Fire cupping or simply cupping is a form of traditional medicine found in many cultures worldwide. It involves placing cups containing reduced air pressure (suction) on the skin.
It is known in local languages as badkesh, bahnkes, bekam, buhang, bentusa, kuyukaku, gak hoi, hijama, and many other names.
Although there is reason to believe the practice dates from as early as 3000 B.C., the earliest record of cupping is in Ebers Papyrus, one of the oldest medical textbooks in the world. It describes in 1,550 B.C. Egyptians used cupping.
Archaeologists have found evidence in China of cupping dating back to 1,000 B.C. In ancient Greece, Hippocrates (c. 400 B.C.) used cupping for internal disease and structural problems.
This method in multiple forms spread into medicine in Asian and European civilizations.
Cupping in Europe and the Middle East grew from humoral medicine, a system of health ancient Greeks used to restore balance through the four “humors” in the body: blood, phlegm, yellow bile and black bile.
This system was pervasive in European and Middle-East cultures at the time. To apply a cup, its oxygen has to be extinguished, enabling the cup to suck the skin and draw blood to that area.
To let blood, punctures were made before applying the cup, after removing the cup or in the following sequence to increase bloodletting, the removal of excess blood to restore health: suck, puncture, suck.
Humoral medicine had a brief revival in European medicine in the 18th and 19th centuries, and cupping was used widely in this practice.
In traditional Chinese medicine (TCM) cupping is a method of applying acupressure by creating a vacuum on the patient’s skin.
The therapy is used to dispel stagnation—stagnant blood and lymph, thereby improving qi flow—to treat respiratory diseases such as the common cold, pneumonia and bronchitis.
Cupping also is used on back, neck, shoulder and other musculoskeletal conditions. Its advocates say it has other applications, too.
Many people in the late 20th century have discovered this long standing therapy, cupping, an alternative therapy, and are finding its efficacy long ago stands today.
According to the American Cancer Society, “available scientific evidence does not support cupping as a cure for cancer or any other disease”. It can leave temporary unsightly marks on the skin and there is also a small risk of burns.
Persons who claim this therapy to be beneficial report that it produces feeling of relaxation and invigoration.
It is possible that whatever relief is obtained from this procedure derives from the same principles that are employed in shiatsu massage, where instead of the outward sucking of the cups, strong inward pressure is directed at the muscles of the dorsal ribcage and abdomen.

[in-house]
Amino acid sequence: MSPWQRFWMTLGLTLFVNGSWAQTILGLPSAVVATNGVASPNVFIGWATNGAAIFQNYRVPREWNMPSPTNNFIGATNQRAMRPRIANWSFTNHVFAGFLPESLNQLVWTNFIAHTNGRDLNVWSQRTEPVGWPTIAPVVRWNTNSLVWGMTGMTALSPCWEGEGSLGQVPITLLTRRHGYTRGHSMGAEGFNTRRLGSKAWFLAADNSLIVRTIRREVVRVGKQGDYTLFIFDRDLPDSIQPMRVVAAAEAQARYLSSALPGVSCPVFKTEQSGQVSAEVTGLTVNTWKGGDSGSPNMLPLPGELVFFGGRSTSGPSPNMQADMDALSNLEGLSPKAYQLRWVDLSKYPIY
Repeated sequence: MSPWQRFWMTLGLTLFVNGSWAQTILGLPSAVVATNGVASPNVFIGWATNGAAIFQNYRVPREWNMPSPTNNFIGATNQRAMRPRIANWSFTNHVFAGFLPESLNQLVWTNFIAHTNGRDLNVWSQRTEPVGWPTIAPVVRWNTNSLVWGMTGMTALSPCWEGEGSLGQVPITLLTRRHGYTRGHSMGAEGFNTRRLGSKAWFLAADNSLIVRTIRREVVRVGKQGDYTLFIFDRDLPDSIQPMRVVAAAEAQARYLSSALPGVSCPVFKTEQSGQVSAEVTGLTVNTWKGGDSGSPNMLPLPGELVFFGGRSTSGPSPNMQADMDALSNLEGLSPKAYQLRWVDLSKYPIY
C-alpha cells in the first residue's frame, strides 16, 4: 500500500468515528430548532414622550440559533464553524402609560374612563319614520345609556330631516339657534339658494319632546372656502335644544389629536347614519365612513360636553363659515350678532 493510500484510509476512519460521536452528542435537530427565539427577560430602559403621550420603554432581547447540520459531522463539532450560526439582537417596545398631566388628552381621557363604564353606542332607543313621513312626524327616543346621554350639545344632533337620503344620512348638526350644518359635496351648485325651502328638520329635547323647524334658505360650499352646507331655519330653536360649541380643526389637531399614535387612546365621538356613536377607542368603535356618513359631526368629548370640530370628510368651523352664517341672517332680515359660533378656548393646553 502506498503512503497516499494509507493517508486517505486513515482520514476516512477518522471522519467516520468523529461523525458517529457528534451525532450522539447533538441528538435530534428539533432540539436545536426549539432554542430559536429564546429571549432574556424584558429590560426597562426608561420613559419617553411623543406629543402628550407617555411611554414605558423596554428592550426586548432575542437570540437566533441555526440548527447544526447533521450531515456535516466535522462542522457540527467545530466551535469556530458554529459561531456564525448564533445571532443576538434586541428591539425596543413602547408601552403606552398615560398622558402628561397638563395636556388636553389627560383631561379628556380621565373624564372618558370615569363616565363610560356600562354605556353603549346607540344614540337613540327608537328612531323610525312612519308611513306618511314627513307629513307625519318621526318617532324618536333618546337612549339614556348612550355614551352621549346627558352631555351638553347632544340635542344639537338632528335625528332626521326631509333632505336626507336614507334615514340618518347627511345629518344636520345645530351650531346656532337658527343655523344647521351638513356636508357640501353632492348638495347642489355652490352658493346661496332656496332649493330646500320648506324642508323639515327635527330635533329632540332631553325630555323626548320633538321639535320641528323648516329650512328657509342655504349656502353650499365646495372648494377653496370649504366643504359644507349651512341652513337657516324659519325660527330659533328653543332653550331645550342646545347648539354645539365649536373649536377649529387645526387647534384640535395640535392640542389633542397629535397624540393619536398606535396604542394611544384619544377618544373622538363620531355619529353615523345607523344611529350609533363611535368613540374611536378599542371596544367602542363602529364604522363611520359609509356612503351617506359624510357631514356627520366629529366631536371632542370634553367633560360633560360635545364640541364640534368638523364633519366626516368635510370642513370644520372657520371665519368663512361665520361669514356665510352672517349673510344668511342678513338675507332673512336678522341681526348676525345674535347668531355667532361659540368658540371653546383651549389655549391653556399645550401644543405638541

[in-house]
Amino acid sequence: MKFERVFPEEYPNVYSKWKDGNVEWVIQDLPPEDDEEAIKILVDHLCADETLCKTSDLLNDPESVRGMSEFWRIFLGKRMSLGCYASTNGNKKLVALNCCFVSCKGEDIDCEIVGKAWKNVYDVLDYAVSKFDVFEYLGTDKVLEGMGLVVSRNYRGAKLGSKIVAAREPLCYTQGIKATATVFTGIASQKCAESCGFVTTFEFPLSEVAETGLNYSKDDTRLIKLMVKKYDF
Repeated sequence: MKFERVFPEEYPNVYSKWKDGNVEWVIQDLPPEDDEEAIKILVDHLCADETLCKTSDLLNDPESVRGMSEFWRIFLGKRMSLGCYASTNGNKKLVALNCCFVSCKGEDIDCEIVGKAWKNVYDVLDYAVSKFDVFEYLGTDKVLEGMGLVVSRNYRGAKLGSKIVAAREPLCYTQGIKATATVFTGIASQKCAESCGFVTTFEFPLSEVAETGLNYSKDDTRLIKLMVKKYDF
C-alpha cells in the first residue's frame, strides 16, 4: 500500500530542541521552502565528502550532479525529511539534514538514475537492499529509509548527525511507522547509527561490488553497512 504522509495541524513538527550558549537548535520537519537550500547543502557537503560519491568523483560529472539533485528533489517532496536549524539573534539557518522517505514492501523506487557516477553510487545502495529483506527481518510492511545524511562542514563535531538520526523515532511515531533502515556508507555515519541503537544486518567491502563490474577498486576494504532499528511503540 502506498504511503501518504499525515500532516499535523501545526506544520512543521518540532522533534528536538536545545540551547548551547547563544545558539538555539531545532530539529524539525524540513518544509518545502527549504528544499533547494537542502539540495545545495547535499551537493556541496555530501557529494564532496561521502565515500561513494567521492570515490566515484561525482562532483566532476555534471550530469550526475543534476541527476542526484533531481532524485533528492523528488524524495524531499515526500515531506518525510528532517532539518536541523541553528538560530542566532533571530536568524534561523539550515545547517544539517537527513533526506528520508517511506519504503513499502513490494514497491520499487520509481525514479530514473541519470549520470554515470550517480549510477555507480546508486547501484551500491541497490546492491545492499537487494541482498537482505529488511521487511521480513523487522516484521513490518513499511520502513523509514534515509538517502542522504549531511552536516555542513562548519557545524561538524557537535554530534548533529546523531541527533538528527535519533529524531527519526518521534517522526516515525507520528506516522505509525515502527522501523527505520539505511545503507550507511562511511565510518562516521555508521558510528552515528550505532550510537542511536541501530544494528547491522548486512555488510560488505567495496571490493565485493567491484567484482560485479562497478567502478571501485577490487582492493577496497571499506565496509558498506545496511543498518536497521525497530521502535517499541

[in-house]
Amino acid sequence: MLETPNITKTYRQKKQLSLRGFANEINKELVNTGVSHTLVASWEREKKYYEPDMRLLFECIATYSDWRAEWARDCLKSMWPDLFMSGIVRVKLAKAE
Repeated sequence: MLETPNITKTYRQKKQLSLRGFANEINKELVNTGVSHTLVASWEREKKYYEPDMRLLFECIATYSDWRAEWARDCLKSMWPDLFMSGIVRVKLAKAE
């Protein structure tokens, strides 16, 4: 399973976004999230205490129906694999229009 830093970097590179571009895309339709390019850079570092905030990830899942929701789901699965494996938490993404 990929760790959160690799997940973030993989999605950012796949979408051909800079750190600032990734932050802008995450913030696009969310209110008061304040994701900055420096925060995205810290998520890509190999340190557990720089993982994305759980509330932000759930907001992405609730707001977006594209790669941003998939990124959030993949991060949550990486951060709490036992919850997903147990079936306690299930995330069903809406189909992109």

The cupping procedure commonly involves creating a small area of low air pressure next to the skin. However, there is variety in the tools used, the method of creating the low pressure, and the procedures followed during the treatment.
The cups themselves can be various shapes including balls or bells, and may range in size from 1 to 3 inches (25mm – 75mm) across the opening.
Plastic and glass are the most common materials used today, replacing the horn, pottery, bronze and bamboo cups used in earlier times.
The low air pressure required may be created by heating the cup or the air inside it with an open flame or a bath in hot scented oils, then placing it against the skin.
As the air inside the cup cools, it contracts and draws the skin slightly inside. More recently, vacuum can be created with a mechanical suction pump acting through a valve located at the top of the cup.
Rubber cups are also available that squeeze the air out and adapt to uneven or bony surfaces.
In practice, cups are normally used only on softer tissue that can form a good seal with the edge of the cup. They may be used singly or in large number to cover a larger area.
They may be used by themselves or placed over an acupuncture needle. Skin may be lubricated, allowing the cup to move across the skin slowly.
The skin may be lanced before placing the cup so that the vacuum draws fluids, primarily blood, into the cup as part of the treatment.Depending on the specific treatment, skin marking is common after the cups are removed.
This may be a simple red ring that disappears quickly, but more aggressive treatments can result in deeper bruising. In general, the longer a cup is left on, the more of a circular mark is created.
Usually treatments are not painful, but treatment should be discontinued if the person receiving it experiences more than minor discomfort.
In this alternative form of bloodletting, also called blood cupping, a small scratch or incision is made with a lancet prior to the cupping, and the pressure difference extracts blood from the skin.
Islamic traditional medicine uses this technique – called in Arabic hijamah or hijama – with a number of hadith supporting its recommendation and use by the Islamic prophet Muhammad.
The hijama method cautions against over cupping, cupping in the lying down position and sleeping or resting following any cupping procedure, claiming that the one real danger of cupping is the potential risk of blood clotting following a procedure.
Patients should take a brisk thirty minute walk following any cupping treatment. When properly performed, using tiny incisions and not leaving the cups on longer than necessary, cupping leaves no marks or scarring.